Friday, January 20, 2012

County commissioners debate airport relocation

How much money should be put into existing site?


By KATHERINE WUTZ
Express Staff Writer

Debate over relocating Friedman Memorial Airport, shown above, heated up on Tuesday as county commissioners said moving the airport is the long-term goal, but improvements must be made at the current site as well. Photo by Mountain Express

A Blaine County commissioners' meeting on the airport planning process Tuesday turned into a debate on whether improvements to the existing site could be a permanent fix or only temporary pending relocation to a site south of Bellevue.

The commissioners met with the intent of forming a unified position on relocating Friedman Memorial Airport or making improvements at the current site. The discussions will continue at subsequent meetings.

While the commissioners agreed that any plans for the airport should improve safety standards and reliability, they disagreed as to whether the airport needs to be moved to meet those goals.

"The existing location is inappropriate for transportation infrastructure for the next 100 years," said Commissioner Tom Bowman. "We have two choices. We can have it where it is, more or less, or we can replace it."

But Commissioners Angenie McCleary and Larry Schoen balked at unequivocally stating they would seek to relocate the airport, especially as funding could pose problems in the future.

"If 20 years ago, the county was setting aside $2 million a year [for the airport], we'd be having a different conversation," Schoen said. "But we haven't done that."

Estimates for building a replacement airport have reached upwards of $300 million in the latest predictions, leading to the Federal Aviation Administration's suspending its studies on replacement sites due to concerns over the community's ability to pay for a new facility.

"Relocation either to site 10A [south of Bellevue] or 12 [near the Camas County line] is not feasible at this time," Schoen said. "The community is simply not prepared to undertake a project of this magnitude."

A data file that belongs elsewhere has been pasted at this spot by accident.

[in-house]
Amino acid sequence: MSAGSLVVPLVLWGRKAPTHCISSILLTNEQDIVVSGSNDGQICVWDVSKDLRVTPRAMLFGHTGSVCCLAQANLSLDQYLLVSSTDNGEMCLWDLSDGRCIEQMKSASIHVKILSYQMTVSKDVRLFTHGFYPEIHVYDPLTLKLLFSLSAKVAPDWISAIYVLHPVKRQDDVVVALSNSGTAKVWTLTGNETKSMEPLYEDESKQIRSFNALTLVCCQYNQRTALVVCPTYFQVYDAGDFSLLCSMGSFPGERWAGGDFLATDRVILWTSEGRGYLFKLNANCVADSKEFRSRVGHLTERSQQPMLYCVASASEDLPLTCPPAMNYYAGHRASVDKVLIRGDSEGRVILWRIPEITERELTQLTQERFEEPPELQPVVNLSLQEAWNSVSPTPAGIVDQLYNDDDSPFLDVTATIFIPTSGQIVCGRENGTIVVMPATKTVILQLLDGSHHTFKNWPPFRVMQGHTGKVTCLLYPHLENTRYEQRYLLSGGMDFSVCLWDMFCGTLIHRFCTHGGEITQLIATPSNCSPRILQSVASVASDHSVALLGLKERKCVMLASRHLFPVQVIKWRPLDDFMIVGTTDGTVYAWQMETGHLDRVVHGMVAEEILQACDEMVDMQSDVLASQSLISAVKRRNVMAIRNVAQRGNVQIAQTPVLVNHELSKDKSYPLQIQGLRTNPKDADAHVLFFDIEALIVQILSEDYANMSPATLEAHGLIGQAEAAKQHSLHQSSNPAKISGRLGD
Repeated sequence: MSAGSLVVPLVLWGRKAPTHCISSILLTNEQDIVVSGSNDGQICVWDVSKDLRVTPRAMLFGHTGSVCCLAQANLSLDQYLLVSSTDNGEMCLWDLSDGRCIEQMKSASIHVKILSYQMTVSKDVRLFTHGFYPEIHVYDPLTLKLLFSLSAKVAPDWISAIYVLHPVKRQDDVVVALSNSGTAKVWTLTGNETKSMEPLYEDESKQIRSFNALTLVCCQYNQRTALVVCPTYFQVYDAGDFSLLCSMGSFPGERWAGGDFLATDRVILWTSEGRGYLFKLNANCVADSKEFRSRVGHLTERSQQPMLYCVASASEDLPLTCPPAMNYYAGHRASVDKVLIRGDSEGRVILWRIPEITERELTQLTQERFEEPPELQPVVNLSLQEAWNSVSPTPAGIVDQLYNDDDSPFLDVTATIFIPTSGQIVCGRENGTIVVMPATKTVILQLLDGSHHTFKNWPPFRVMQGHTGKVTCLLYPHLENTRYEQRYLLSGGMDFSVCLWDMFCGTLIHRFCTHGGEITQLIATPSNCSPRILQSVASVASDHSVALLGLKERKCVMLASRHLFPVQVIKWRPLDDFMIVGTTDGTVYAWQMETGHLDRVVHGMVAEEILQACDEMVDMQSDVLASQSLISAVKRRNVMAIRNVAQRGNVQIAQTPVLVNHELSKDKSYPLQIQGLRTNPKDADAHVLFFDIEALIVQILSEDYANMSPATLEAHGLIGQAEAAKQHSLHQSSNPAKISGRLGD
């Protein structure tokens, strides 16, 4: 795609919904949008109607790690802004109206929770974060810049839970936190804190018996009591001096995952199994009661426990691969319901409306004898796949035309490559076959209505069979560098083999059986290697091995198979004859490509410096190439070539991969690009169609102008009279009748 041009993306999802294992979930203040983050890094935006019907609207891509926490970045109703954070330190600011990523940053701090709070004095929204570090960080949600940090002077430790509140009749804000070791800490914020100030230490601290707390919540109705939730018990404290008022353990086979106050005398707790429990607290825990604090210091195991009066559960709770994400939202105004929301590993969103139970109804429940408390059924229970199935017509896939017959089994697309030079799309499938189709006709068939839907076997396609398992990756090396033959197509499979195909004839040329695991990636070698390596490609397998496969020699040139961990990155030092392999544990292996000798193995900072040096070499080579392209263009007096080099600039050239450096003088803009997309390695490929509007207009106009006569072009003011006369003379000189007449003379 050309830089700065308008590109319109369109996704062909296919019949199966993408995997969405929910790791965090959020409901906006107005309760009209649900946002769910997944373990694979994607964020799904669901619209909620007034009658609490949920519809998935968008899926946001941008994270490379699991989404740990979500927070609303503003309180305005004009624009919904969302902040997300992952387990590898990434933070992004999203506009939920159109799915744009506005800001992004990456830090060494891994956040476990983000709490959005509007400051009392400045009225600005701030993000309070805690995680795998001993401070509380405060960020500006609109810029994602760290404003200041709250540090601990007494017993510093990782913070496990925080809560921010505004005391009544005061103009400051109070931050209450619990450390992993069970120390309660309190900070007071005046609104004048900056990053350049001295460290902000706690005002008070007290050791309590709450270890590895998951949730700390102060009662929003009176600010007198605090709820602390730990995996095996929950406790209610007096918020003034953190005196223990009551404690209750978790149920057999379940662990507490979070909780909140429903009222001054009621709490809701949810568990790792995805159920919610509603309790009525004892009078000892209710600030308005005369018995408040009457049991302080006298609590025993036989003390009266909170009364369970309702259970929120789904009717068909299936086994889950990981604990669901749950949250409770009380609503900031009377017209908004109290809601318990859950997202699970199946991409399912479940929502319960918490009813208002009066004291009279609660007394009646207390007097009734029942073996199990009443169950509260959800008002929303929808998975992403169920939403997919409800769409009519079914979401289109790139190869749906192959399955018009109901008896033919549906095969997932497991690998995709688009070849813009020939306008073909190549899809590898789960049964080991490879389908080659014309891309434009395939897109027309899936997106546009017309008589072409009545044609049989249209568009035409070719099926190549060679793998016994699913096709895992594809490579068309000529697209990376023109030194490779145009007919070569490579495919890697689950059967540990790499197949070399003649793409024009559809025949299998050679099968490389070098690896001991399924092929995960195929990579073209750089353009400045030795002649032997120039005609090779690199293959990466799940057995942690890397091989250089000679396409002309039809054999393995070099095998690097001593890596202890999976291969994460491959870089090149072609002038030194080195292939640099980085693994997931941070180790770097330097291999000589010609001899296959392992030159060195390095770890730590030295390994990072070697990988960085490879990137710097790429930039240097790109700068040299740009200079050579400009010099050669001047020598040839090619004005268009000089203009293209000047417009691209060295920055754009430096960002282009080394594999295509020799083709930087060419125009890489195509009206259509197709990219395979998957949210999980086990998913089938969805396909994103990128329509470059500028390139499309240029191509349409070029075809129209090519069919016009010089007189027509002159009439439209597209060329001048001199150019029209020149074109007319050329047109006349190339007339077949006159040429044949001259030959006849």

But Bowman said that even if the county is not prepared to fund a replacement airport currently, it might be in the future—and the time to start planning is now.

"I don't see a replacement airport happening in 10 years, maybe 15, maybe 20, certainly in 50," he said, adding that the county should acknowledge that possibility and begin planning now.

McCleary said she agreed with the idea that the airport may eventually need to be relocated, but that she placed a higher priority on issues such as safety and reliability, rather than relocation for the sake of relocation.

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"Likely the long-term solution is a relocated airport, and we need to be planning for that now," she said. "For me, a replacement airport south of Bellevue might be an outcome. That might be our best option, but the guiding principle for me isn't moving the airport south."

Bowman eventually agreed, saying that he'd prefer to see an end to head-to-head operations at Friedman—where planes approach from the south as well as take off toward the south—and increase reliability.

However, he bristled at McCleary's insinuation that he had safety concerns with head-to-head operations.

"The way we do it, it's safe—there is no question of safety," he said. "I don't want to have any implication that current operations are unsafe and that's why we're doing this."

He stated that ending head-to-head operations would increase efficiency, with the added benefit of improving safety.

Some members of the public stated that they would rather see the county invest in a relocated airport rather than improve the current site with the potential of replacement.

"It seems like we're spending today's money when we know eventually we're going to have to move this airport," said Bellevue resident Donna Serrano. "It seems like it would be more fiscally responsible to put that investment toward the long term so we only spend that money once."

The problem, according to the commissioners, is that something must be done to increase reliability to retain commercial air service at the current airport while the replacement process is going forward.

"The status quo is not acceptable," Schoen said. "We want to change and make the situation better."

The issue of relocation also came up in a discussion of how to weigh environmental and quality-of-life concerns in future decisions.

While safety concerns have been deemed "paramount" by the board, the commissioners decided that minimizing environmental impacts should be of "high priority."

"We are certainly going to have less [environmental] impact if we just leave it where it is," Bowman said.

However, he said that might block the relocation that residents of Hailey and Bellevue are clamoring for.

The commissioners will continue the priorities discussion at their next regular meeting on Tuesday, Jan. 24, in preparation for a meeting of the Airport Authority board on Feb. 9.

Katherine Wutz: kwutz@mtexpress.com




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